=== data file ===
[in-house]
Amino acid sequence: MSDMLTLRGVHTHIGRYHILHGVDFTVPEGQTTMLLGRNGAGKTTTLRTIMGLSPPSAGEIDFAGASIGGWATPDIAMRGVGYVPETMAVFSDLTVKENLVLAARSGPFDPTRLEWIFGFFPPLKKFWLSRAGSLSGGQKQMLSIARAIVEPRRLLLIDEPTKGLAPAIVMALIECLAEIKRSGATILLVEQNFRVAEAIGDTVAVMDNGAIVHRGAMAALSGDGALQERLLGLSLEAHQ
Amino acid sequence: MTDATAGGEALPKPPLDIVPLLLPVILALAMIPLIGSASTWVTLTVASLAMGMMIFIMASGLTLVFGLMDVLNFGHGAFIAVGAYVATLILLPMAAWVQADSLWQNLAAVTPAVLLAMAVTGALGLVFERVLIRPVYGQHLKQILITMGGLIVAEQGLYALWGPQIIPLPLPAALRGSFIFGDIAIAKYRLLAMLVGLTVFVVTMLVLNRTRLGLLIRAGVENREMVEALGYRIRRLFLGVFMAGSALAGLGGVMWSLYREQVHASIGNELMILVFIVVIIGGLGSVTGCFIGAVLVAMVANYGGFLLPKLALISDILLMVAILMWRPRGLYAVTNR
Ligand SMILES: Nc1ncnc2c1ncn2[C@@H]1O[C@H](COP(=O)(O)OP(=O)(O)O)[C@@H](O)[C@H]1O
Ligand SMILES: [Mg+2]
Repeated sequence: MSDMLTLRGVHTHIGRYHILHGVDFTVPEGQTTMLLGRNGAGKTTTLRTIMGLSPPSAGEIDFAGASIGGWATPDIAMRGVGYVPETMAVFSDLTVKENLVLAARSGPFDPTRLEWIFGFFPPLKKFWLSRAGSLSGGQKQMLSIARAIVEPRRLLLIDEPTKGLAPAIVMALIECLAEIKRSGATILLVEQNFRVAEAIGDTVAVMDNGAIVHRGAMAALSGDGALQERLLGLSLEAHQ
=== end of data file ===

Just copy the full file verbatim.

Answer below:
[in-house]
Amino acid sequence: MSDMLTLRGVHTHIGRYHILHGVDFTVPEGQTTMLLGRNGAGKTTTLRTIMGLSPPSAGEIDFAGASIGGWATPDIAMRGVGYVPETMAVFSDLTVKENLVLAARSGPFDPTRLEWIFGFFPPLKKFWLSRAGSLSGGQKQMLSIARAIVEPRRLLLIDEPTKGLAPAIVMALIECLAEIKRSGATILLVEQNFRVAEAIGDTVAVMDNGAIVHRGAMAALSGDGALQERLLGLSLEAHQ
Amino acid sequence: MTDATAGGEALPKPPLDIVPLLLPVILALAMIPLIGSASTWVTLTVASLAMGMMIFIMASGLTLVFGLMDVLNFGHGAFIAVGAYVATLILLPMAAWVQADSLWQNLAAVTPAVLLAMAVTGALGLVFERVLIRPVYGQHLKQILITMGGLIVAEQGLYALWGPQIIPLPLPAALRGSFIFGDIAIAKYRLLAMLVGLTVFVVTMLVLNRTRLGLLIRAGVENREMVEALGYRIRRLFLGVFMAGSALAGLGGVMWSLYREQVHASIGNELMILVFIVVIIGGLGSVTGCFIGAVLVAMVANYGGFLLPKLALISDILLMVAILMWRPRGLYAVTNR
Ligand SMILES: Nc1ncnc2c1ncn2[C@@H]1O[C@H](COP(=O)(O)OP(=O)(O)O)[C@@H](O)[C@H]1O
Ligand SMILES: [Mg+2]
Repeated sequence: MSDMLTLRGVHTHIGRYHILHGVDFTVPEGQTTMLLGRNGAGKTTTLRTIMGLSPPSAGEIDFAGASIGGWATPDIAMRGVGYVPETMAVFSDLTVKENLVLAARSGPFDPTRLEWIFGFFPPLKKFWLSRAGSLSGGQKQMLSIARAIVEPRRLLLIDEPTKGLAPAIVMALIECLAEIKRSGATILLVEQNFRVAEAIGDTVAVMDNGAIVHRGAMAALSGDGALQERLLGLSLEAHQ